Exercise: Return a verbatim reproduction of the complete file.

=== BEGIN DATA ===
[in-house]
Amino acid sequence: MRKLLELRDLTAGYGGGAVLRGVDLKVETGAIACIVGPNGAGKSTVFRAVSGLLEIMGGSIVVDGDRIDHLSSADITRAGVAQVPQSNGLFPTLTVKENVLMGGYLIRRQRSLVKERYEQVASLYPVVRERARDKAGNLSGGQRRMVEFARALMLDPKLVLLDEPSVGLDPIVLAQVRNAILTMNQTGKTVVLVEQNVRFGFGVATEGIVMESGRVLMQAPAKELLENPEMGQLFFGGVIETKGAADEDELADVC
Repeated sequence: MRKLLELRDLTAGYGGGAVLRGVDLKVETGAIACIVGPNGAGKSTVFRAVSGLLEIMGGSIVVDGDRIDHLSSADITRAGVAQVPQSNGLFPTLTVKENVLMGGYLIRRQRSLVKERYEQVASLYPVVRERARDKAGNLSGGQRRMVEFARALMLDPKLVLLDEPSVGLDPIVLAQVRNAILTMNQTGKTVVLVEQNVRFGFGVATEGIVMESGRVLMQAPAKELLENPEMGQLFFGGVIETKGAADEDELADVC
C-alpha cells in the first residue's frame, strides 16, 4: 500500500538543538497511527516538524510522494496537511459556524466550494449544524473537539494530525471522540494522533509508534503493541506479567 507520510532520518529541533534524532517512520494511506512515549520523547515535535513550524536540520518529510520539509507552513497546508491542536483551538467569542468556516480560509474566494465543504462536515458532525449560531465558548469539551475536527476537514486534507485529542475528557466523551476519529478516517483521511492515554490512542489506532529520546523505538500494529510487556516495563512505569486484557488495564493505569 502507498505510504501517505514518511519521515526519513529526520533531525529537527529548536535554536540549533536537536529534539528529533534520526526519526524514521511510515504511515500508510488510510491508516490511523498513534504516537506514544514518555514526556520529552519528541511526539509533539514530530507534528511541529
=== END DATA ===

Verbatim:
[in-house]
Amino acid sequence: MRKLLELRDLTAGYGGGAVLRGVDLKVETGAIACIVGPNGAGKSTVFRAVSGLLEIMGGSIVVDGDRIDHLSSADITRAGVAQVPQSNGLFPTLTVKENVLMGGYLIRRQRSLVKERYEQVASLYPVVRERARDKAGNLSGGQRRMVEFARALMLDPKLVLLDEPSVGLDPIVLAQVRNAILTMNQTGKTVVLVEQNVRFGFGVATEGIVMESGRVLMQAPAKELLENPEMGQLFFGGVIETKGAADEDELADVC
Repeated sequence: MRKLLELRDLTAGYGGGAVLRGVDLKVETGAIACIVGPNGAGKSTVFRAVSGLLEIMGGSIVVDGDRIDHLSSADITRAGVAQVPQSNGLFPTLTVKENVLMGGYLIRRQRSLVKERYEQVASLYPVVRERARDKAGNLSGGQRRMVEFARALMLDPKLVLLDEPSVGLDPIVLAQVRNAILTMNQTGKTVVLVEQNVRFGFGVATEGIVMESGRVLMQAPAKELLENPEMGQLFFGGVIETKGAADEDELADVC
C-alpha cells in the first residue's frame, strides 16, 4: 500500500538543538497511527516538524510522494496537511459556524466550494449544524473537539494530525471522540494522533509508534503493541506479567 507520510532520518529541533534524532517512520494511506512515549520523547515535535513550524536540520518529510520539509507552513497546508491542536483551538467569542468556516480560509474566494465543504462536515458532525449560531465558548469539551475536527476537514486534507485529542475528557466523551476519529478516517483521511492515554490512542489506532529520546523505538500494529510487556516495563512505569486484557488495564493505569 502507498505510504501517505514518511519521515526519513529526520533531525529537527529548536535554536540549533536537536529534539528529533534520526526519526524514521511510515504511515500508510488510510491508516490511523498513534504516537506514544514518555514526556520529552519528541511526539509533539514530530507534528511541529